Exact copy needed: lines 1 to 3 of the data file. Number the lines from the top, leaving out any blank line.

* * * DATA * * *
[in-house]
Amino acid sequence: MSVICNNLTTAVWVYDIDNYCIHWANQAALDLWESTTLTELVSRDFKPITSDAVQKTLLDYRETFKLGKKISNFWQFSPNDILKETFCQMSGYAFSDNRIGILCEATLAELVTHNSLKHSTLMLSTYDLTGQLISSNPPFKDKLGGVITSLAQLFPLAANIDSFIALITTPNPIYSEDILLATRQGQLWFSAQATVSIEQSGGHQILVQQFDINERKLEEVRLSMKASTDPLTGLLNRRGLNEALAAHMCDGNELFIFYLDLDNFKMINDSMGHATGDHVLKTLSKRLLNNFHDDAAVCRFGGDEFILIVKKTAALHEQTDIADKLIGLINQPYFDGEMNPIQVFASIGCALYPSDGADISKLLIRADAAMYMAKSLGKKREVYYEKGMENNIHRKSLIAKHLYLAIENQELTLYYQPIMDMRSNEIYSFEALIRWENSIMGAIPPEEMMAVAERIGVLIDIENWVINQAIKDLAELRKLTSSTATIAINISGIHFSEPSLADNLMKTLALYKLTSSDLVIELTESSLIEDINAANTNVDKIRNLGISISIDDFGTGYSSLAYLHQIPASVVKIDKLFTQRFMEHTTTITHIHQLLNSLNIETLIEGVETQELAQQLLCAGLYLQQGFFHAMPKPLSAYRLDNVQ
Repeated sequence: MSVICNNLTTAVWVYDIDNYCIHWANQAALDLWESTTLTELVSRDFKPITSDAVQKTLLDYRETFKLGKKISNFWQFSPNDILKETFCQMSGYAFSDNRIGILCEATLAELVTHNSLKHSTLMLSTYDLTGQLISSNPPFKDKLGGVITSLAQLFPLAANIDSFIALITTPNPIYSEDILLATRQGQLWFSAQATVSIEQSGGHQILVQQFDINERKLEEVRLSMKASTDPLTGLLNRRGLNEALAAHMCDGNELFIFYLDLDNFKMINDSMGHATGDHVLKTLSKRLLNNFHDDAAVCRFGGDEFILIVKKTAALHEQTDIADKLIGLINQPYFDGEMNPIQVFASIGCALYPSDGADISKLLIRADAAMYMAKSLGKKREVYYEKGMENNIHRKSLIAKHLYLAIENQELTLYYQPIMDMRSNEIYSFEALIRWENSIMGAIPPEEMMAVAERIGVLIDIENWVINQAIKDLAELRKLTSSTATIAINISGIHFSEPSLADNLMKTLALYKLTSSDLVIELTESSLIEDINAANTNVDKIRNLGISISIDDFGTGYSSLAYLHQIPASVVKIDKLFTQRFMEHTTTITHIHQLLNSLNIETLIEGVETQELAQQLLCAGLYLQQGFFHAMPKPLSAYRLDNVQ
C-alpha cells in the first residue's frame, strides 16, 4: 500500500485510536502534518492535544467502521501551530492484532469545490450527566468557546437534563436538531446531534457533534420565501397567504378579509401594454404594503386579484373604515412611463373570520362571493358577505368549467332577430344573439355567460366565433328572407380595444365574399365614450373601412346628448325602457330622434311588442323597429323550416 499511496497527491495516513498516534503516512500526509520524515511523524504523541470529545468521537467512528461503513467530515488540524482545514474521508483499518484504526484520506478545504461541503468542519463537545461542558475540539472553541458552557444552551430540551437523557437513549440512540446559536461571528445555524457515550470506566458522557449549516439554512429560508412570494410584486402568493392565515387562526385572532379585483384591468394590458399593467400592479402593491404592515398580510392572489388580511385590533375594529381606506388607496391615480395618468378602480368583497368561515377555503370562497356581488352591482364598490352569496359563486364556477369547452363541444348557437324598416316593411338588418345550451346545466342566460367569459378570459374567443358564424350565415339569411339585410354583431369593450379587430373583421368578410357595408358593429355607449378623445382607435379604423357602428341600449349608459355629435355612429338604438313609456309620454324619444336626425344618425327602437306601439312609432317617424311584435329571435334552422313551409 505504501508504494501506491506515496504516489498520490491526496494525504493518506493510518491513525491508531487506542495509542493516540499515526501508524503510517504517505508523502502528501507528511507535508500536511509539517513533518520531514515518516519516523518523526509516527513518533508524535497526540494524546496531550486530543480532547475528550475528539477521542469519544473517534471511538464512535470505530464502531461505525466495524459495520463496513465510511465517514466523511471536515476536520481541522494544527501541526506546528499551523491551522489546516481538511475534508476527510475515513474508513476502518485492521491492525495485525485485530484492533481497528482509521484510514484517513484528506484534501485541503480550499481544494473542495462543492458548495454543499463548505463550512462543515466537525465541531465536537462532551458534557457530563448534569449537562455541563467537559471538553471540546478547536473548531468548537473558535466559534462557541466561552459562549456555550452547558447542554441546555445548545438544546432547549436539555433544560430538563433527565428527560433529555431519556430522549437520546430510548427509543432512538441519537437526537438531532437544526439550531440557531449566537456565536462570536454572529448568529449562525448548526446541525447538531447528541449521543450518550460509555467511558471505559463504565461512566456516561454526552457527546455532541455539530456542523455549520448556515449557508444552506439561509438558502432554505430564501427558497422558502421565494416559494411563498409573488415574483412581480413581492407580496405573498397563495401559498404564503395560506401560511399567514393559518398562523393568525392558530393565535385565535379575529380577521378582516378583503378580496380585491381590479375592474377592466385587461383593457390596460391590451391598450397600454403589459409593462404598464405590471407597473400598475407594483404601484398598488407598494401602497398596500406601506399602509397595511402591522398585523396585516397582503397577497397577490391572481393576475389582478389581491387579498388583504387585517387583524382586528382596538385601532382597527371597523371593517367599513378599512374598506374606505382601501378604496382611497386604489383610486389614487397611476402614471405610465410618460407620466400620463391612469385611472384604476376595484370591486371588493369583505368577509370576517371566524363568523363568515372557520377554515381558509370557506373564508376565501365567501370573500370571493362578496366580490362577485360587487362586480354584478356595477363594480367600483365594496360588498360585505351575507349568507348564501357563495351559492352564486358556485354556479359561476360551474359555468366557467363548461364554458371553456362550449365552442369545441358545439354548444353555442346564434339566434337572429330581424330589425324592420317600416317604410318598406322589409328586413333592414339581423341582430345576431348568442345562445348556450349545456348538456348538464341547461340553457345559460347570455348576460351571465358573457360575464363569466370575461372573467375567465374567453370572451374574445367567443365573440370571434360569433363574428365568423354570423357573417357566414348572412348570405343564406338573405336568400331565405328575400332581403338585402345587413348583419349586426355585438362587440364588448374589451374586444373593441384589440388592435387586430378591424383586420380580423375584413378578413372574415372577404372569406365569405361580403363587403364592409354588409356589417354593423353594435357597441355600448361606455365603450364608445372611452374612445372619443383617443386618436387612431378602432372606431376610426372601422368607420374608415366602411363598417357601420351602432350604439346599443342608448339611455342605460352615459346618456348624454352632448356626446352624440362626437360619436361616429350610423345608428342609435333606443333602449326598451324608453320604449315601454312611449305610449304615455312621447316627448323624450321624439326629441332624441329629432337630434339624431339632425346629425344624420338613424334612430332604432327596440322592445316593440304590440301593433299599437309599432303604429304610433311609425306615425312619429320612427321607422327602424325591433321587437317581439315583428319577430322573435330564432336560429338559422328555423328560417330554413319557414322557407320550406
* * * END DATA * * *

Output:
[in-house]
Amino acid sequence: MSVICNNLTTAVWVYDIDNYCIHWANQAALDLWESTTLTELVSRDFKPITSDAVQKTLLDYRETFKLGKKISNFWQFSPNDILKETFCQMSGYAFSDNRIGILCEATLAELVTHNSLKHSTLMLSTYDLTGQLISSNPPFKDKLGGVITSLAQLFPLAANIDSFIALITTPNPIYSEDILLATRQGQLWFSAQATVSIEQSGGHQILVQQFDINERKLEEVRLSMKASTDPLTGLLNRRGLNEALAAHMCDGNELFIFYLDLDNFKMINDSMGHATGDHVLKTLSKRLLNNFHDDAAVCRFGGDEFILIVKKTAALHEQTDIADKLIGLINQPYFDGEMNPIQVFASIGCALYPSDGADISKLLIRADAAMYMAKSLGKKREVYYEKGMENNIHRKSLIAKHLYLAIENQELTLYYQPIMDMRSNEIYSFEALIRWENSIMGAIPPEEMMAVAERIGVLIDIENWVINQAIKDLAELRKLTSSTATIAINISGIHFSEPSLADNLMKTLALYKLTSSDLVIELTESSLIEDINAANTNVDKIRNLGISISIDDFGTGYSSLAYLHQIPASVVKIDKLFTQRFMEHTTTITHIHQLLNSLNIETLIEGVETQELAQQLLCAGLYLQQGFFHAMPKPLSAYRLDNVQ
Repeated sequence: MSVICNNLTTAVWVYDIDNYCIHWANQAALDLWESTTLTELVSRDFKPITSDAVQKTLLDYRETFKLGKKISNFWQFSPNDILKETFCQMSGYAFSDNRIGILCEATLAELVTHNSLKHSTLMLSTYDLTGQLISSNPPFKDKLGGVITSLAQLFPLAANIDSFIALITTPNPIYSEDILLATRQGQLWFSAQATVSIEQSGGHQILVQQFDINERKLEEVRLSMKASTDPLTGLLNRRGLNEALAAHMCDGNELFIFYLDLDNFKMINDSMGHATGDHVLKTLSKRLLNNFHDDAAVCRFGGDEFILIVKKTAALHEQTDIADKLIGLINQPYFDGEMNPIQVFASIGCALYPSDGADISKLLIRADAAMYMAKSLGKKREVYYEKGMENNIHRKSLIAKHLYLAIENQELTLYYQPIMDMRSNEIYSFEALIRWENSIMGAIPPEEMMAVAERIGVLIDIENWVINQAIKDLAELRKLTSSTATIAINISGIHFSEPSLADNLMKTLALYKLTSSDLVIELTESSLIEDINAANTNVDKIRNLGISISIDDFGTGYSSLAYLHQIPASVVKIDKLFTQRFMEHTTTITHIHQLLNSLNIETLIEGVETQELAQQLLCAGLYLQQGFFHAMPKPLSAYRLDNVQ